News / USA

    Republican Surge Likely To Hamper Obama Agenda

    A voter drops off his ballot at a King County Elections drop box outside of a north Seattle public library, 02 Nov 2010
    A voter drops off his ballot at a King County Elections drop box outside of a north Seattle public library, 02 Nov 2010
    Kent Klein

    The big Republican gains in Tuesday's U.S. mid-term elections will likely make it more difficult for President Barack Obama to advance his agenda in the next two years.  Many of the Republican victories appear to be driven by voter dissatisfaction with the president's policies.

    One of many new Republicans in Congress will be Rand Paul, who is aligned with the conservative Tea Party movement.  The Senator-elect says voters in the Southern state of Kentucky sent a message that they are not happy with the way President Obama is running the government.

    "A message from the people of Kentucky," said Paul. "A message, a message that is loud and clear and does not mince words:  We have come to take our government back!"  

    With a vast Republican advance in the House of Representatives and a slight increase in the Senate, Mr. Obama will find sharper resistance to his initiatives.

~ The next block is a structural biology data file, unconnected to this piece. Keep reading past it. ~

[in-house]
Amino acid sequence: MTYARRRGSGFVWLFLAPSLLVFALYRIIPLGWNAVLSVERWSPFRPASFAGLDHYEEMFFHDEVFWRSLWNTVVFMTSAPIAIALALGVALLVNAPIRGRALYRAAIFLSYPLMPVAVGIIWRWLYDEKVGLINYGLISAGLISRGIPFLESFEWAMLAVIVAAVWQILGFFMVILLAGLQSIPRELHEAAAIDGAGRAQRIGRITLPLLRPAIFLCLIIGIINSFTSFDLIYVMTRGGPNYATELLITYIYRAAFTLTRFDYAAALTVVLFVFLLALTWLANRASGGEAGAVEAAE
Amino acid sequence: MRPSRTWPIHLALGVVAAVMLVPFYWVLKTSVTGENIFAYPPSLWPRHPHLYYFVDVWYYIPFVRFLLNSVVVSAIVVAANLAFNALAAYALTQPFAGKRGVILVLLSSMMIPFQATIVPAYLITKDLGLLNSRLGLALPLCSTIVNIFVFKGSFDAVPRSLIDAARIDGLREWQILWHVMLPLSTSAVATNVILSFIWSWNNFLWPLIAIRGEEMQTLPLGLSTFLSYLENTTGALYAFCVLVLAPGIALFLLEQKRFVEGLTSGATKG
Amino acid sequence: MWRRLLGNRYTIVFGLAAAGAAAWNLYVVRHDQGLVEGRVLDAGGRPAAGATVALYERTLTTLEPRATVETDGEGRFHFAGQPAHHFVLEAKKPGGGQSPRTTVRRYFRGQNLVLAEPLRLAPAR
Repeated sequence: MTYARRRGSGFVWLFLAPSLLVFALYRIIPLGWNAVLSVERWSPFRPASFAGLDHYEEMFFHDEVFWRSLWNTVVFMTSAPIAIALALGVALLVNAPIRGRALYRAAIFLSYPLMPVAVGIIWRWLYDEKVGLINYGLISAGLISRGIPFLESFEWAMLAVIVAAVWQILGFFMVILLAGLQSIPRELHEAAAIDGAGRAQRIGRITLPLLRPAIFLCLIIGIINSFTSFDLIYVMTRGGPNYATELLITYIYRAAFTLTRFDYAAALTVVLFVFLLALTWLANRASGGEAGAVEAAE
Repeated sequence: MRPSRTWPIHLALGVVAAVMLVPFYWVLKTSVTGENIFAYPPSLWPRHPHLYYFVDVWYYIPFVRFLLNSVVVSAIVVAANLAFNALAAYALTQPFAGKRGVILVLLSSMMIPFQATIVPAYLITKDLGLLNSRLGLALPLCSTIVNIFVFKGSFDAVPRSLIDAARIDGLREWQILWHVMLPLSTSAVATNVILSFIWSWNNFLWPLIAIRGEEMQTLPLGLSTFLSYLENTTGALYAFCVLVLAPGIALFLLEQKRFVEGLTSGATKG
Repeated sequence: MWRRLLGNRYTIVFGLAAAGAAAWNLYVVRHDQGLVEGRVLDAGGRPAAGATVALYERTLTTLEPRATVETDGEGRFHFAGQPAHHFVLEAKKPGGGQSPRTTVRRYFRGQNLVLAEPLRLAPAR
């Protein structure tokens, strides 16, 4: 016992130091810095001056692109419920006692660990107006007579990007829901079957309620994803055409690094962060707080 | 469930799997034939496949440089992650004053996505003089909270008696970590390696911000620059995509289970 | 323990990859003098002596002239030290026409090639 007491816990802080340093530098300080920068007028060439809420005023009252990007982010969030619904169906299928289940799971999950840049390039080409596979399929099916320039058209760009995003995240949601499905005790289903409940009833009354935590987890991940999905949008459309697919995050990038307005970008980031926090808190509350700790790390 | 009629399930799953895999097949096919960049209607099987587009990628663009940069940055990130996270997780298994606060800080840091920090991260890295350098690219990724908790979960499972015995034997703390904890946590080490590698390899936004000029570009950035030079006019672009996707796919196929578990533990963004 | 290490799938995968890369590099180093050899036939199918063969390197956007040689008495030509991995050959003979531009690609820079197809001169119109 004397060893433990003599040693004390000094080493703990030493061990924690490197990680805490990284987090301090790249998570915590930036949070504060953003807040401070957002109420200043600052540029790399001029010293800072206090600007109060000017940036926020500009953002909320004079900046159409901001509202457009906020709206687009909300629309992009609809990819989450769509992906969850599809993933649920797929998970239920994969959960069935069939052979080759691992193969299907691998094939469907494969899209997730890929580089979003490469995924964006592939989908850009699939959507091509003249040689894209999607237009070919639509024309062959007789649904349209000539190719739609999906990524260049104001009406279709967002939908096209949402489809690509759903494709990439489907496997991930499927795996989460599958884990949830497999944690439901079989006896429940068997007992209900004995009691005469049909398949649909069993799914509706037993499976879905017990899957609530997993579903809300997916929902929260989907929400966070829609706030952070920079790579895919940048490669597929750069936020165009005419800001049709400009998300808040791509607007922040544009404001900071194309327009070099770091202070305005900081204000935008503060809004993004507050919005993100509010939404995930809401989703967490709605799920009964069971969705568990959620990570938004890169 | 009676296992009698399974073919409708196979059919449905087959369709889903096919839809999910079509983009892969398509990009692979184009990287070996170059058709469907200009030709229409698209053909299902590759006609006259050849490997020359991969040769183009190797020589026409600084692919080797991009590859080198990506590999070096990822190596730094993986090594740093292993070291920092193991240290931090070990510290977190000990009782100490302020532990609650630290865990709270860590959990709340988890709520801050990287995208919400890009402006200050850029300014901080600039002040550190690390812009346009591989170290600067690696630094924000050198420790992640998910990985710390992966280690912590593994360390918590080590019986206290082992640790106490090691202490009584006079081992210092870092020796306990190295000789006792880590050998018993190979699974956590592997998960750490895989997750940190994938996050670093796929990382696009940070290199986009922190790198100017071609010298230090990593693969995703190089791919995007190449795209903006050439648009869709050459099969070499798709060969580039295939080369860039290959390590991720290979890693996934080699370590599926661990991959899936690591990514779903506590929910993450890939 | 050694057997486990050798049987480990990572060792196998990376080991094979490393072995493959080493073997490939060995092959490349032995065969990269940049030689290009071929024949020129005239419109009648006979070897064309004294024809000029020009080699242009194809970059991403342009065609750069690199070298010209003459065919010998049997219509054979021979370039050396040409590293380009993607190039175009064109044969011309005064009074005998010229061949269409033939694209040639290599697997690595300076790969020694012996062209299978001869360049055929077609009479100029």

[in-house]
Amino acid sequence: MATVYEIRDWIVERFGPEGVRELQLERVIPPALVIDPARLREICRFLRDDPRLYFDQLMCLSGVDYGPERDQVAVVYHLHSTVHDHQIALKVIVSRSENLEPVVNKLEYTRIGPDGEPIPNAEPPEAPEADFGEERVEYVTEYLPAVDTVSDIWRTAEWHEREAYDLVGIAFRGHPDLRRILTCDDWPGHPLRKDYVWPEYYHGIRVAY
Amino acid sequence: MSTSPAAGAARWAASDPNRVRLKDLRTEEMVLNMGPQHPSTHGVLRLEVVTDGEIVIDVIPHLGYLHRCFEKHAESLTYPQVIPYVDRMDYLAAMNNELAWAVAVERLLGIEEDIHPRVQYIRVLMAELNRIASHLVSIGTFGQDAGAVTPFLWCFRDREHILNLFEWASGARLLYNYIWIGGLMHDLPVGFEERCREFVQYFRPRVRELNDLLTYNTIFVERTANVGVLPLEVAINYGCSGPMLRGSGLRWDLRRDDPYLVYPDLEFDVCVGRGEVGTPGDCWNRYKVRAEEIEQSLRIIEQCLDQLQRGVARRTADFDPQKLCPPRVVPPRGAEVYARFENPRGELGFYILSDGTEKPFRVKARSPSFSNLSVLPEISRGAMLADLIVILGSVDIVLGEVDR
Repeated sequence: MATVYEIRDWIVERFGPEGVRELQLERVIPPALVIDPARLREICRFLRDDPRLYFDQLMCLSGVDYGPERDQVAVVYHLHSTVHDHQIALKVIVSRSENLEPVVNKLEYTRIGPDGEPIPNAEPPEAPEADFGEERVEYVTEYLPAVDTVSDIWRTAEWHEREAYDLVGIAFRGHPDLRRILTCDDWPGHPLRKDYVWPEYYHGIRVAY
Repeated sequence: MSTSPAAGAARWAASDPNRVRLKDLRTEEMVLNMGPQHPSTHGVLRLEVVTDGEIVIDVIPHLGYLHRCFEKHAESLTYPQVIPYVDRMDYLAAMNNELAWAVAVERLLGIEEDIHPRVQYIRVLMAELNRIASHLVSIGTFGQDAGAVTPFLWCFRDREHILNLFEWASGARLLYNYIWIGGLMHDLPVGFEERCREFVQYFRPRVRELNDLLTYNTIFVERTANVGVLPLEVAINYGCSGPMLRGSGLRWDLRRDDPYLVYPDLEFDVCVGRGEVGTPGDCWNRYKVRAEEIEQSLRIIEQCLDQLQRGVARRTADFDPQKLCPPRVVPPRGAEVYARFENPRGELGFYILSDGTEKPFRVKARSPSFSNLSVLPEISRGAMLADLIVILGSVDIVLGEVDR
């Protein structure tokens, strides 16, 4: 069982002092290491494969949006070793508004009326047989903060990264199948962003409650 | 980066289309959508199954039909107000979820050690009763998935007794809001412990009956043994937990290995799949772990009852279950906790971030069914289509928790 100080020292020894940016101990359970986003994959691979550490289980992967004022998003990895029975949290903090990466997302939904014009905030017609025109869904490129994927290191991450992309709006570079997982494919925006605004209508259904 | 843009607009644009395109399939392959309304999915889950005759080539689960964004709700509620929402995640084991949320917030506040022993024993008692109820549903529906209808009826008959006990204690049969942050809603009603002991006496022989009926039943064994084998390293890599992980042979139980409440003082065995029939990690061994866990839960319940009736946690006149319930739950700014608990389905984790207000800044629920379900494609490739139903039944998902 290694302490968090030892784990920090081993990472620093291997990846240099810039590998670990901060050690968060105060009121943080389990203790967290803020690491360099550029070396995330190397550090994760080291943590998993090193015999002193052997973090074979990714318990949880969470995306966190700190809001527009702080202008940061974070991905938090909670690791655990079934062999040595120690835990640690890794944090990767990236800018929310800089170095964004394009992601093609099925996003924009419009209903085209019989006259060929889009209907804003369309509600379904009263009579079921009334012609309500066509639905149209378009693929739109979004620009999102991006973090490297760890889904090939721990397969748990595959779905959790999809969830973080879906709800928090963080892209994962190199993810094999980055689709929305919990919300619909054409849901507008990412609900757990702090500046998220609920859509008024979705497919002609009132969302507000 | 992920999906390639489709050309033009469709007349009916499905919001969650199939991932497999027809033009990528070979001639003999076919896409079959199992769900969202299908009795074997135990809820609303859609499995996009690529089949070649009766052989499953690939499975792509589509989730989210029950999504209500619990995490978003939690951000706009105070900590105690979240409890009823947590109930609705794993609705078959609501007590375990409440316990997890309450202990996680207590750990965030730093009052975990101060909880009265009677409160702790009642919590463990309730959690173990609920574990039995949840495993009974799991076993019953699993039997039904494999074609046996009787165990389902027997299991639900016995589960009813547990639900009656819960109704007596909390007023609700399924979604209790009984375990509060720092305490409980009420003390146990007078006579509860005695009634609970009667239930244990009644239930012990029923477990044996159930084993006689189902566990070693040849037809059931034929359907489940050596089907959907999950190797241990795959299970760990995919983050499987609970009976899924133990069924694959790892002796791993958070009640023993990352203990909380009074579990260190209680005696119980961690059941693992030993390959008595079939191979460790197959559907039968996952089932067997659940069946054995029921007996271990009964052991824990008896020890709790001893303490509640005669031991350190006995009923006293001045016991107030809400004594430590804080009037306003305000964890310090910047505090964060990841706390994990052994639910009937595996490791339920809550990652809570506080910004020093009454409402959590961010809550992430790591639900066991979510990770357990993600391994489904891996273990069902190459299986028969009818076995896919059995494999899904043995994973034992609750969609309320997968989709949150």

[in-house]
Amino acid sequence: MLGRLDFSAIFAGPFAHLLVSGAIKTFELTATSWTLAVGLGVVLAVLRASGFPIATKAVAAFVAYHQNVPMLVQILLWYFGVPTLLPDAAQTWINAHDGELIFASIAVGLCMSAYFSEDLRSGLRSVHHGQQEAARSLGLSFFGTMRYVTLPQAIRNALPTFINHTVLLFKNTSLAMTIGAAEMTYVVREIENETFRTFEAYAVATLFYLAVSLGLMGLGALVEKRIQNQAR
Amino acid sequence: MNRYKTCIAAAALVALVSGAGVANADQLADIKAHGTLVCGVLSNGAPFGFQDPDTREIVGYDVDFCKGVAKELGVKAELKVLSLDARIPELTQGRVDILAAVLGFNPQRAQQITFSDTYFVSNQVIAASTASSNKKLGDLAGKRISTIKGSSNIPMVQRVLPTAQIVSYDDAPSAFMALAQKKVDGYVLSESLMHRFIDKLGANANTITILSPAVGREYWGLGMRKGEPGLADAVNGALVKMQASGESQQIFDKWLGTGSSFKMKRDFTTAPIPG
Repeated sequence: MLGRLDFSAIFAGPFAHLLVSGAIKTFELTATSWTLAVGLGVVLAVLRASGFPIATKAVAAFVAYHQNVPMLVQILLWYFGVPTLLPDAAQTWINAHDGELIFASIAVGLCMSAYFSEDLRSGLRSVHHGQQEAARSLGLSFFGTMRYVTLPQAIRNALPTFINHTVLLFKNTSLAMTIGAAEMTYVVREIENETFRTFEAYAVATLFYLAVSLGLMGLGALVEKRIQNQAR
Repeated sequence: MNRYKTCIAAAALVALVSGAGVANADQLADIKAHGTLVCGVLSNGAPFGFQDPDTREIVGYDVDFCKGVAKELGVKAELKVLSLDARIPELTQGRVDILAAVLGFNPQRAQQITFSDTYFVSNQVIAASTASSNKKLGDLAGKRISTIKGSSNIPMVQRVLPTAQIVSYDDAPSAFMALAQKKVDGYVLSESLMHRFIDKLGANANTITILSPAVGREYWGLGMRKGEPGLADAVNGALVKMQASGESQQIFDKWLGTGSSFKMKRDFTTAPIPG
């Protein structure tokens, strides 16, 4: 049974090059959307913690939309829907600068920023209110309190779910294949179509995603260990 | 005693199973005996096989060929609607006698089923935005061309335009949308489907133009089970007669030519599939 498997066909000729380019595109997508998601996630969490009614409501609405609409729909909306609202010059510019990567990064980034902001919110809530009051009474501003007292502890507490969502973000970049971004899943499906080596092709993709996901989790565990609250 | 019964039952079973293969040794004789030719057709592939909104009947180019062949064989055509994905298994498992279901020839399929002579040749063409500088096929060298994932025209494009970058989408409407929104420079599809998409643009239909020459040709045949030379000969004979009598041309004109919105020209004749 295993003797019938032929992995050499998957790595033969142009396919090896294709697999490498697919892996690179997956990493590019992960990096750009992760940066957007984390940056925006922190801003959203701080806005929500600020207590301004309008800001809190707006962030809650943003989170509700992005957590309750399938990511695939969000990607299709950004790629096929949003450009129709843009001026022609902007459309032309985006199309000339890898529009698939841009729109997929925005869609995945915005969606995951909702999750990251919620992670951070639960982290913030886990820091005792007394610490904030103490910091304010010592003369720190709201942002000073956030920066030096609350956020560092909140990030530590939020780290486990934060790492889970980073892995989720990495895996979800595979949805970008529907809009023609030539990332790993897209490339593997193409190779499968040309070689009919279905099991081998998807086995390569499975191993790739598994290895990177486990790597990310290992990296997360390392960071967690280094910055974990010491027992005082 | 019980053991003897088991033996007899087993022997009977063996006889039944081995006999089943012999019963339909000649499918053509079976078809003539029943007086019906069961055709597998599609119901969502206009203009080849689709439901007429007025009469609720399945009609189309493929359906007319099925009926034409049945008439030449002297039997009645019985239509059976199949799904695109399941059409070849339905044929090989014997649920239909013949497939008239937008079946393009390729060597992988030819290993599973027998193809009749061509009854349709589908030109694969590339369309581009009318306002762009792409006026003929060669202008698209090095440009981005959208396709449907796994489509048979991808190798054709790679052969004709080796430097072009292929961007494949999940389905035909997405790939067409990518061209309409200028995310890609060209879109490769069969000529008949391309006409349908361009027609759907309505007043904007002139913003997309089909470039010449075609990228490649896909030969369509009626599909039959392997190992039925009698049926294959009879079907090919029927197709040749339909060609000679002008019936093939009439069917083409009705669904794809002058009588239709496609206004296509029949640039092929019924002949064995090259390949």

Efforts to reform the U.S. immigration system and energy policy, two of the president's expected goals for 2011, could be in jeopardy.

    Republican leaders have also promised to try to repeal the health care reform legislation Mr. Obama spent much of the past year working to pass.

    Before the polls closed Tuesday, the president spoke with several radio stations that serve young African-Americans, in an effort to persuade their largely Democratic audiences to vote.

    On Chicago's WGCI radio, he acknowledged that big Republican victories could mean a repeal of health reform.

    "I will regret if we have trouble implementing it, because we did not hang onto the House and the Senate here in Washington.  And that is, again, one of the reasons I need people to get out there and vote," said President Obama.

    Many political experts agree that the president will have to find a way to work more closely with the Republicans, and Mr. Obama said Tuesday he will try to do so.

    "My hope is that I can cooperate with Republicans," said Mr. Obama. "But, obviously, the kinds of compromises that are going to be made will depend on what Capitol Hill looks like, you know, who is in charge."

    The president has scheduled a news conference for Wednesday at 17 hours Universal Time (1pm EDT), to discuss the Republican surge at the polls and how his administration will deal with its aftermath.

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